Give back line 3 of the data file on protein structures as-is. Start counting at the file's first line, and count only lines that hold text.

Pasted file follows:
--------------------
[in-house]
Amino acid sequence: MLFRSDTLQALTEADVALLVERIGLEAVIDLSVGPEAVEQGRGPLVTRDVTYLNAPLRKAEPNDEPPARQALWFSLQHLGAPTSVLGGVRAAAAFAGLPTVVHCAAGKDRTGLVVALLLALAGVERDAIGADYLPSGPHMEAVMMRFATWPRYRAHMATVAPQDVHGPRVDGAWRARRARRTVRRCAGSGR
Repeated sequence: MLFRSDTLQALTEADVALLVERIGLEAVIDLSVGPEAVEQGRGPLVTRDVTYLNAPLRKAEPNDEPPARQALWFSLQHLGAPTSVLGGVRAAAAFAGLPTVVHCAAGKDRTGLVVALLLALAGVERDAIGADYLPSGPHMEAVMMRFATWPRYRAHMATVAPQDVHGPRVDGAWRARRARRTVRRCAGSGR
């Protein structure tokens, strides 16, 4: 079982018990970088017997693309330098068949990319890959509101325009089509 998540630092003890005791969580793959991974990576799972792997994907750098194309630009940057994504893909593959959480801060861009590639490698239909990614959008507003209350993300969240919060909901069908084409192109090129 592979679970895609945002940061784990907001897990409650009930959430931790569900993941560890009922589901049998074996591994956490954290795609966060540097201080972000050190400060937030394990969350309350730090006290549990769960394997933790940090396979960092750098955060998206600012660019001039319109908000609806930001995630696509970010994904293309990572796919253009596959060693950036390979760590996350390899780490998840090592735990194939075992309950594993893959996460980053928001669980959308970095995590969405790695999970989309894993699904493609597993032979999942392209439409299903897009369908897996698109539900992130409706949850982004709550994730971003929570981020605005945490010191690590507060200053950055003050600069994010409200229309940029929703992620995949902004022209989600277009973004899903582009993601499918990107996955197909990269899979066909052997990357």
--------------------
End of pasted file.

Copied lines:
Repeated sequence: MLFRSDTLQALTEADVALLVERIGLEAVIDLSVGPEAVEQGRGPLVTRDVTYLNAPLRKAEPNDEPPARQALWFSLQHLGAPTSVLGGVRAAAAFAGLPTVVHCAAGKDRTGLVVALLLALAGVERDAIGADYLPSGPHMEAVMMRFATWPRYRAHMATVAPQDVHGPRVDGAWRARRARRTVRRCAGSGR